An Introduction to Futures and Perpetual Swaps

 

In the past year, we’ve seen an influx of new market participants to crypto, including large financial institutions and respected investment funds. This wasn’t an overnight process — it started happening over the course of the last bear market and has continued into the current bull market. While this was brewing on the sidelines, crypto exchanges were building the necessary infrastructure and products to cater to this growing audience.

The biggest difference between the market today and during the last cycle is the proliferation of derivatives — notably, perpetual swaps. Perpetual swaps are derivatives that let you buy or sell the underlying asset at any point in time. They’re basically futures contracts with no explicit expiration date. And because of that, they’re usually bunched in with futures. Perpetual swaps are also called perpetual futures.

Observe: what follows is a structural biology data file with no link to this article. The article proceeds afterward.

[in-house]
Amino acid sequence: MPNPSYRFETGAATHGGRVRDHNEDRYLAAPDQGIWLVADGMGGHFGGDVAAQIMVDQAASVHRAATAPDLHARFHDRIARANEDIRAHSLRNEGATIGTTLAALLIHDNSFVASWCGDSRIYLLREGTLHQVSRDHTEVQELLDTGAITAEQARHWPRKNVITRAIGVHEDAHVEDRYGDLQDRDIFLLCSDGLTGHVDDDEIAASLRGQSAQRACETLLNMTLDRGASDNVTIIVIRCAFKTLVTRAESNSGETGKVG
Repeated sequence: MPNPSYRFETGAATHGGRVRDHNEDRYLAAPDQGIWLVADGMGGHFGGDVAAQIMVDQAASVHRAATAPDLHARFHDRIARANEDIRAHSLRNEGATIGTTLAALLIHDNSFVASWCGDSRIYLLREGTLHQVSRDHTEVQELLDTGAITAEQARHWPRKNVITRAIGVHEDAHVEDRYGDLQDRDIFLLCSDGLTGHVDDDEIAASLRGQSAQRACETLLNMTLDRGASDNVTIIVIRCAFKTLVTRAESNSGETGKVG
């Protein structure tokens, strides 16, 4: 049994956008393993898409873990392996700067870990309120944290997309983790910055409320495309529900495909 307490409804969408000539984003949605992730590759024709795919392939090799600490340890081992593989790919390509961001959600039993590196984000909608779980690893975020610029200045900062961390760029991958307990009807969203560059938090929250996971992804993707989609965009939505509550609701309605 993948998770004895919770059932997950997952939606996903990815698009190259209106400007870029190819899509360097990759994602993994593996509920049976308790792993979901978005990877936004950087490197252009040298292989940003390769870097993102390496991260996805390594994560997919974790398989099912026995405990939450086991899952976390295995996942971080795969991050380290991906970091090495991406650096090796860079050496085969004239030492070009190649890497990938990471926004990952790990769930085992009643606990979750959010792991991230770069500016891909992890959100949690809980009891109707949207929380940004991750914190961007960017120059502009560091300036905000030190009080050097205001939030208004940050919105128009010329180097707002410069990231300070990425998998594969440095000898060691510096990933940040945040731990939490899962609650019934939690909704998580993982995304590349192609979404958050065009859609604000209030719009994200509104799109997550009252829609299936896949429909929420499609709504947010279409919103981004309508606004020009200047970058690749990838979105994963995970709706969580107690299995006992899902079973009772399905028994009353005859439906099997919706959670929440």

Perpetual swaps rely on two critical aspects to be useful: an index price and a funding rate. In order to ensure a perpetual contract is trading at its fair value, it needs to anchor itself to an index price. This index usually comprises BTC-USD price feeds from multiple spot exchanges such as Bitstamp, Bitfinex, Coinbase, and others. But for the perpetual contract to trade in line with the market, there needs to be an incentive for arbitrageurs to restore price parity. That’s where the funding rate kicks in.

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